TATE MODERN, Introduction

Audio File length: 2.37
English / USA Language: English / USA

Hi, I'm Debbie, your personal guide. Together with MyWoWo, I'd like to welcome you to one of the wonders of the world.

Today I'll accompany you through Tate Modern, one of London's most beloved museums!

This gallery offers a prestigious and exhaustive collection of works by artists who dominated the European scene from the second half of the 1800s up to today.

The collections range from Monet's Waterlilies to contemporary works, from Futurism to Cubism, from Surrealism to Metaphysics, passing through Pop Art, Abstract, and Conceptual Art. Your visit will review the last century of international and globalized art in a new and exciting journey that employs innovative design criteria.

I recommend using the main entrance of Turbine Hall, but before you enter you should know that this museum is part of a complex of four state galleries named after the sugar merchant and philanthropist Sir Henry Tate, who gave the state his collection of contemporary paintings in 1889. In addition to Tate Modern, the complex includes Tate Britain, which is located in London and has separate MyWoWo audio files dedicated to it, as well as two other "external" museums: Tate Liverpool and Tate St. Ives in Cornwall.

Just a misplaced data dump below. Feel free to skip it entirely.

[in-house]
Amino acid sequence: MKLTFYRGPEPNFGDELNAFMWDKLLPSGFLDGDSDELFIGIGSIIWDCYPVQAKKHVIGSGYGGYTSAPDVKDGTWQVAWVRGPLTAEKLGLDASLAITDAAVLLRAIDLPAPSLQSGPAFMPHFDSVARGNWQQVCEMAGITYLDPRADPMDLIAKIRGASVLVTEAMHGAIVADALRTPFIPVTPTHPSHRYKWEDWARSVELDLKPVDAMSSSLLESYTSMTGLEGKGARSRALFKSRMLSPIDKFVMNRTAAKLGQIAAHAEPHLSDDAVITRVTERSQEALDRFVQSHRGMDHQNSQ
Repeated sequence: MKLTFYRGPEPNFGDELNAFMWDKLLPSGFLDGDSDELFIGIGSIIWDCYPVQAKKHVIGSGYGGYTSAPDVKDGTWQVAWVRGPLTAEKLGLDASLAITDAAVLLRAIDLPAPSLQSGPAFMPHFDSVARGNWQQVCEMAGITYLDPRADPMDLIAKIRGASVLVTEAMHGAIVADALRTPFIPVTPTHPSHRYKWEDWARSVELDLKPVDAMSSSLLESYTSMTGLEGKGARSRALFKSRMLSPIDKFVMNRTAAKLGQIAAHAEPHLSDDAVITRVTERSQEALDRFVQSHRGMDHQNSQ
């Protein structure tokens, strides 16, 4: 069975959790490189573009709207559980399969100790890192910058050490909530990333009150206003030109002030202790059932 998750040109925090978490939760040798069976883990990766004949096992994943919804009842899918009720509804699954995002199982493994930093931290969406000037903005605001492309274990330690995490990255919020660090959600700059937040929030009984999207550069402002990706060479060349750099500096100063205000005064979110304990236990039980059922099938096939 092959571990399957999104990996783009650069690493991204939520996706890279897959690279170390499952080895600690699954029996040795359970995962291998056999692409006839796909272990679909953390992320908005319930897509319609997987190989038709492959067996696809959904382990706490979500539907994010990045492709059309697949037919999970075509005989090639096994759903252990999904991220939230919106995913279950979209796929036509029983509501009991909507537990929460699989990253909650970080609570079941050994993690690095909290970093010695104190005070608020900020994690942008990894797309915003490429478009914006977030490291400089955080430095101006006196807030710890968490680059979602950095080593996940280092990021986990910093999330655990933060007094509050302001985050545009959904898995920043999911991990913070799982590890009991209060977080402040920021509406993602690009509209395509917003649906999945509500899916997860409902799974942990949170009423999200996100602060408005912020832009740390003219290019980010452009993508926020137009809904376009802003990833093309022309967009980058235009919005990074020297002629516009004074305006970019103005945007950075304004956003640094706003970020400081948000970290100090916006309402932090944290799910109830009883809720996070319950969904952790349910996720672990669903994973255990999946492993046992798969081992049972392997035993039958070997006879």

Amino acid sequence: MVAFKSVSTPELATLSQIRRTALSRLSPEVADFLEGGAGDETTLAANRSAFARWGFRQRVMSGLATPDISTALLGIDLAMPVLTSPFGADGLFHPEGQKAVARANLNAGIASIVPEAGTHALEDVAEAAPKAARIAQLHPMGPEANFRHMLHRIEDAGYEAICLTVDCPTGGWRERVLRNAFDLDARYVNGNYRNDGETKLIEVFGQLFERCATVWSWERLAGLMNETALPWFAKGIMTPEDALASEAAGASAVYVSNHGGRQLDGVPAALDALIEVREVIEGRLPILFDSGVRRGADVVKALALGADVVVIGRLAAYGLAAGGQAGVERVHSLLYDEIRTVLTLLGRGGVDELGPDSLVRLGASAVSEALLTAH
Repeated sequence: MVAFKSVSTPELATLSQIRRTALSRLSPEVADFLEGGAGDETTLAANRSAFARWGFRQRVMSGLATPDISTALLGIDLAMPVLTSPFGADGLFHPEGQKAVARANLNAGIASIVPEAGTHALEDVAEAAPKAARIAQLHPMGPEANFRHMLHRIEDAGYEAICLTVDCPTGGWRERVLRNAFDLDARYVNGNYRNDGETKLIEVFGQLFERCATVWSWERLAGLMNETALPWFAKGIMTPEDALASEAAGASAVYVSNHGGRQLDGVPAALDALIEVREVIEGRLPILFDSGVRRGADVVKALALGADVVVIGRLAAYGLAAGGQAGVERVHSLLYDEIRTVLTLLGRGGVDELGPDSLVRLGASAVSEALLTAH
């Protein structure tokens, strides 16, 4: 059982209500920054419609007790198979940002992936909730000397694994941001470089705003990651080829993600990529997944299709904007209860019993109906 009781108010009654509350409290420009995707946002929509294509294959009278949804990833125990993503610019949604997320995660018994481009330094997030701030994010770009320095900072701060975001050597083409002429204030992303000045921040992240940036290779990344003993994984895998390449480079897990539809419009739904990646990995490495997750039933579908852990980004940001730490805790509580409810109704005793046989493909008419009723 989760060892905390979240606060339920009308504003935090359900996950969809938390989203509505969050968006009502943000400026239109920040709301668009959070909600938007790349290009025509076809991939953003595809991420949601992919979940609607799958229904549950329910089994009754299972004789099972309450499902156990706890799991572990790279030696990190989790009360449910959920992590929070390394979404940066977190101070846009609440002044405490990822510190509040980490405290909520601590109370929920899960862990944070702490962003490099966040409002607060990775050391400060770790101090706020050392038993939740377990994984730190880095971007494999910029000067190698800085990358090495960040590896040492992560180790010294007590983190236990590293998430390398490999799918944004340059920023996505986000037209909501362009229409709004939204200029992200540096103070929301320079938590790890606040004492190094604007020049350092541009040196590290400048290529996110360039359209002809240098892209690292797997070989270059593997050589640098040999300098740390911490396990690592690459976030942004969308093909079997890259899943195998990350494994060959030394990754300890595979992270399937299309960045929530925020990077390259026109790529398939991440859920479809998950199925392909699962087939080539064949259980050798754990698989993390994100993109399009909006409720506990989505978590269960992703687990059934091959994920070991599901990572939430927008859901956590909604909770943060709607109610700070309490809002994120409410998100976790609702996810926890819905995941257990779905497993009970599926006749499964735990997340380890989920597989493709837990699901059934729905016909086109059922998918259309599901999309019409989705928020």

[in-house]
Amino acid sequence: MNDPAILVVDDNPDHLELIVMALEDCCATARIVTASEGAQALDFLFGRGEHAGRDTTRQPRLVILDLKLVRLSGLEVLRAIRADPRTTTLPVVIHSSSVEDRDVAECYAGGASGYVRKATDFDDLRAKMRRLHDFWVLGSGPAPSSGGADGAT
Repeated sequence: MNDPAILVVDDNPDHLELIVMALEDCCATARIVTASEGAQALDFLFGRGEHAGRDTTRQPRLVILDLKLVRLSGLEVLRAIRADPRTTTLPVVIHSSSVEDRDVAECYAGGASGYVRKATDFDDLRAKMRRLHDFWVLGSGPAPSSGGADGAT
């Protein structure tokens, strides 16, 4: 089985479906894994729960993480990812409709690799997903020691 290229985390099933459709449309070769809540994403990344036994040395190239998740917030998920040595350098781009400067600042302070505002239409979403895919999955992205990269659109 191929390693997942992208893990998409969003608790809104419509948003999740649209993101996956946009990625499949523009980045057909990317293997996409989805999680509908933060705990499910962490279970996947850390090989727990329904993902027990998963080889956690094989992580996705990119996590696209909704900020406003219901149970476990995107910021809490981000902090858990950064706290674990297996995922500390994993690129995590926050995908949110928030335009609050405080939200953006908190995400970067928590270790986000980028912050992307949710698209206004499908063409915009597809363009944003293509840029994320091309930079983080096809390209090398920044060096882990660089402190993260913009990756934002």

And now look at the building's exterior with its massive 100-meter tall chimney: as you'll have already gathered, before it was a museum Tate Modern was a thermoelectric power plant, which was closed in 1981 because it no longer made sense to keep it in operation.

With over four million visitors a year, Tate Modern is one of the most famous masterpieces of contemporary architecture: as you will see shortly, one side of this ex-industrial colossus was rightly adapted to its role as a museum, while the other side was enhanced to highlight the elegance of its original structure. You'll feel how thrilling it is to admire the works while moving between the terraces and bridges of the single immense, luminous central area: it makes an unforgettable impression of power and clarity.


FUN FACT: the architect and designer who designed the thermoelectric power plant now housing Tate Modern around the mid-1900s also designed one of London's "icons" par excellence: the phone booth!

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